1/2 Inch Reusable Rocket Motors
Updated May 21, 2002
 
 
Project Goal:
 
Create a reusable rocket motor that provides a platform for further motor experimentation.
 
Project Parameters:

Construction Results:

This is the result of my first motor. I used 1/2 inch aluminum rod from home depot for the nozzle and forward closure. The case is 1/2 inch seamless aluminum tube ( 6061 ) from McMasters with a .049 inch wall. The forward closure and nozzle are "turned" on my 1/2 inch drill press. I found that a carbide cutting tool clamped to the bed of my drill press made for an accurate straight cut to size the parts for threading. A 7/16 32 thread tap and die were used to thread each part. The nozzle is based on designs that Bill Bullock sent to me, and has a 30 degree convergence angle, with a 12 degree divergence.  My original design called for O-rings where the parts meet as can be seen in the image but Bill pointed out that the threaded fit would be adequate for sealing. He was right!

 

I heard a number of concerns when I posted a question on Arocket regarding using aluminum for a nozzle so I made this version with a graphite nozzle insert in case the other nozzle melted. I turned the 1/2 inch graphite rod on the drill press as well (again based on Bill's design).

 

This is what it looks like disassembled with both nozzle options. The graphite nozzle is quite a bit lighter.

 

Detail shot of the nozzles.

 

New propellant grain with kraft paper inhibitor

Oh, yeah the propellant... Well the original plan was to "cast" the propellant in a paper sleeve to inhibit burning. Unfortunately it was not so easy to do at this scale. I made a form, lined it with a paper cylinder, but the paper got wrinkled when I tried to get the fuel in there. When I did get things working right, I was getting air pockets. After a bit of experimentation, I came up with a technique for rolling the propellant into rods.Click Here to learn how to "roll your own".

So far so good! An easy motor to build (Built first one in about 5 hours, I think the next will be much faster as I was learning how to create threads etc and it took a few tries to get it right!) and cheap to fly. Time to light her up and see what happens!

Static Test Results:

Well, I guess there is no going back to single use motors and water putty! The consistency of these motors was very cool. Each one had exactly the same burn characteristics and plume. I videotaped each test and even made a small load cell to document the results. I was surprised to find how similar they were. My previous experience has been with water putty nozzles and they look pretty inconsistent in comparison.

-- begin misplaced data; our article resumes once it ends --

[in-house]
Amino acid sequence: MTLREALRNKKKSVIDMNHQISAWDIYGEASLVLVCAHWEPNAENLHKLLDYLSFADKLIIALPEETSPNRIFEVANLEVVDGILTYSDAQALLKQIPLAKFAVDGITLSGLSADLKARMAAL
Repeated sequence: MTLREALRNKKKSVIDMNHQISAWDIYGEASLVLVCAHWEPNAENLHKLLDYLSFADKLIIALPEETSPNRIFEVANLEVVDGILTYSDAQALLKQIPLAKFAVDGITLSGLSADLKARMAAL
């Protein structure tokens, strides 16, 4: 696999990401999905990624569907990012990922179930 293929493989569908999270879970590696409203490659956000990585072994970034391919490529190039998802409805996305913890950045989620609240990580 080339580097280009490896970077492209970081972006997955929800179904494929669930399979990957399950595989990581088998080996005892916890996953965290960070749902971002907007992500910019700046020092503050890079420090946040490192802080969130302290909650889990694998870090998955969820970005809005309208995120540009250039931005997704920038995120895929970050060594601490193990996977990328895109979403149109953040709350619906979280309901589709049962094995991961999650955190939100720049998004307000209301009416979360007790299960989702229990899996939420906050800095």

The aluminum nozzle turns out to be fine for small motors (1.25 inch long or less graing) with short burn time (.25 seconds) and lower temperatures. I have since switched to making motors with just graphite nozzle inserts since I found that larger motors started to severely erode the all aluminum nozzles. Click here to see my latest nozzle design

The "rolled" grains turn out to work very well. I was able to prep a motor for testing in about 3 minutes and I was cleaning the threads each time. I will probably stick to this method of preparing the grain since it was so easy. It took much less time to roll a batch than to load individual casings at this size. This would be a good time to thank Jimmy Yawn since I am sure this would not have occurred to me if I hadn't studied his fuel prep method!  Click here to see what I mean!

This is a static test of the graphite nozzle. Click on the image to see a short AVI movie of it.

 

This is a static test of the aluminum nozzle. Click on the image to see the AVI

I modified my load cell to accomodate these motors, at the bottom of This Page you can see the graphed results.

Conclusion:

Having fun now! Lots more to do but going well so far. Thanks to all the folks at Arocket, Richard Nakka, Bill Bullock, Jimmy Yawn and everyone else for all the help and great web information!

To see my latest 1/2 inch motor design click here

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